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94 of 100 people found the following review helpful
on August 21, 2009
I purchased the book hoping it would provide real content about the rules and practices of Scrum. Instead, the author appears intent upon using the book to drive business to his Scrum certification business. He touts platitudes about "the rules of Scrum", but provides little substance. Outside of the basics -- that can be learned by simply searching for "Scrum" in a search engine -- the book offers little insight into how Scrum Masters conduct themselves differently than Project Managers. If you're looking for valuable insight into Scrum, skip this book. It was a waste of my money. One last gripe: The author wastes no opportunity to slam traditional Project Managers and projects run under the procedures of non-agile methodologies. Clearly, he has never worked for a good technical Project Manager on a well-run project. Contrary to his opinion, both do exist.
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39 of 43 people found the following review helpful
on February 8, 2008
This book is a sales pitch for agile project management, not a book on how to use it. There is chapter after chapter with the same format. 1) describe long list of problems company has, 2) implement agile 3) magic happens. There is a small amount of information on agile and how to use it.
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68 of 79 people found the following review helpful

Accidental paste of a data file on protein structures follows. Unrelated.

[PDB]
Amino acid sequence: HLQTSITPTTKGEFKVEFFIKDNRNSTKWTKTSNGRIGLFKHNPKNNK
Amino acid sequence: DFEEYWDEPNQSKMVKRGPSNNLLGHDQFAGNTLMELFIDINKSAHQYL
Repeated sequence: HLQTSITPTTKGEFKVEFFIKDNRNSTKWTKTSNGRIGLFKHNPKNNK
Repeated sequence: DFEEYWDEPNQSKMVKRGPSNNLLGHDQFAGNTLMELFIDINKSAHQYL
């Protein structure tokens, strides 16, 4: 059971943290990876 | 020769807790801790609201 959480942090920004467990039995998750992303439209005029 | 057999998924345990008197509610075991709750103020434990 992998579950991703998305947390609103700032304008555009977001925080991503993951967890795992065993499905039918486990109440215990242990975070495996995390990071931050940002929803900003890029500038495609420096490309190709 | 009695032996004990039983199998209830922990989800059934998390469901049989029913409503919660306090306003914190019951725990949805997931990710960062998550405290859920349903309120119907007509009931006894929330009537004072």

on January 24, 2005
The book was an easy read and provided a fair but light treatment of Scrum. The numerous examples provide a good illustration of some of the key concepts of the method and help in better understanding implementation issues and lessons learned. This being said, a complete understanding of Scrum requires additional reading above and beyond this book, and most importantly a good solid (if not many) attempt at applying it in the real world. For individuals interested in Scrum, I would also recommend a very active discussion group to which the book's author and many other Scrum aficionados contribute regularly: [...]
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62 of 74 people found the following review helpful
on March 4, 2004
Our organization recently implemented Scrum, and although the
Beedle/Schwaber book was great to get us off the ground on Scrum
theory, we immediately had many questions once we actually tried to implement it in real life projects. I agree with the notion that Scrum is conceptually easy to understand, but actually quite complex to implement correctly. The scrum forum has been helpful, but we really needed a cohesive reference of situational problems. The APMWS book really hit the nail on the head and delivered what we needed the most: a practical guide to Scrum with anecdotes and "what happens if..." situations from real world Scrum implementations. This came just in time for us, and we are feeling more confident for our upcoming certification class.